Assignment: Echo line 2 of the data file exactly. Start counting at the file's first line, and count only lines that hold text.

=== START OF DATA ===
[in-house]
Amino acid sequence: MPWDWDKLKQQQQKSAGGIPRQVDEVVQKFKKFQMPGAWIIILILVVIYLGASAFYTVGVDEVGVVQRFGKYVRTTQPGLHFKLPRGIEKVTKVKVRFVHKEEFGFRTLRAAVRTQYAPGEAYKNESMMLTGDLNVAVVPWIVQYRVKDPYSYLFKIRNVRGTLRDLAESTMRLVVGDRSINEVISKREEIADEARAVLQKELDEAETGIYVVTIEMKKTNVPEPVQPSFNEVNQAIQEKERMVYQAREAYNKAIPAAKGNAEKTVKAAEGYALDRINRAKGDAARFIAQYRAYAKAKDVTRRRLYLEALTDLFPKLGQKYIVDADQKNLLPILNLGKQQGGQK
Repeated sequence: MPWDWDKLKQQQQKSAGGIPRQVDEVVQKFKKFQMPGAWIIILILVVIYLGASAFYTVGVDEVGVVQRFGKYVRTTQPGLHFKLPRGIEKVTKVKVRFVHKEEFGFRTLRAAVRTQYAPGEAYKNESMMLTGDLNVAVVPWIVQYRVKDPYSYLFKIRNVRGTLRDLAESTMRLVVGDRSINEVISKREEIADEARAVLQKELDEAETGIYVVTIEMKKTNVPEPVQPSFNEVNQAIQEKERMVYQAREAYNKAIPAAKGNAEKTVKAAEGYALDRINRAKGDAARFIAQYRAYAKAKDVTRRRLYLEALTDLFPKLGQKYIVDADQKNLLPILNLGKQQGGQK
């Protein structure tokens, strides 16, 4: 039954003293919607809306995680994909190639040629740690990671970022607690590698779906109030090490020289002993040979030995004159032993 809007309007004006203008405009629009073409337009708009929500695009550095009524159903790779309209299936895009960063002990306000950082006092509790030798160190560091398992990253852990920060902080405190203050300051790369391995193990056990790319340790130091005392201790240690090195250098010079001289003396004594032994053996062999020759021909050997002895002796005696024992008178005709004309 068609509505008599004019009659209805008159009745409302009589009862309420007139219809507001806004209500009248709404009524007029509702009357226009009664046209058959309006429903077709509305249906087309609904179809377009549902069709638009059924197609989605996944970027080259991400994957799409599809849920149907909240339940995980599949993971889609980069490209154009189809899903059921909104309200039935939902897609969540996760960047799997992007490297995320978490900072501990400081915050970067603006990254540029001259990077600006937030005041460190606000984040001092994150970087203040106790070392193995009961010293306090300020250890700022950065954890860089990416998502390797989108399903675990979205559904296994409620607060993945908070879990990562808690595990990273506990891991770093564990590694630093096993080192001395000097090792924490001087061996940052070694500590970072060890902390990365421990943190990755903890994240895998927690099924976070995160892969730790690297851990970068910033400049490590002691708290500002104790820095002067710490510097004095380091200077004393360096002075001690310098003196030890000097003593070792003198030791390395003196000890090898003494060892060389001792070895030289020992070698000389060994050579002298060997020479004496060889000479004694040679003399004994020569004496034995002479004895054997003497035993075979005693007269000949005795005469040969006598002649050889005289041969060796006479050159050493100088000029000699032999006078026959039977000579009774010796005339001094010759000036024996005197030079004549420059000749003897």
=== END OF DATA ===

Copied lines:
Amino acid sequence: MPWDWDKLKQQQQKSAGGIPRQVDEVVQKFKKFQMPGAWIIILILVVIYLGASAFYTVGVDEVGVVQRFGKYVRTTQPGLHFKLPRGIEKVTKVKVRFVHKEEFGFRTLRAAVRTQYAPGEAYKNESMMLTGDLNVAVVPWIVQYRVKDPYSYLFKIRNVRGTLRDLAESTMRLVVGDRSINEVISKREEIADEARAVLQKELDEAETGIYVVTIEMKKTNVPEPVQPSFNEVNQAIQEKERMVYQAREAYNKAIPAAKGNAEKTVKAAEGYALDRINRAKGDAARFIAQYRAYAKAKDVTRRRLYLEALTDLFPKLGQKYIVDADQKNLLPILNLGKQQGGQK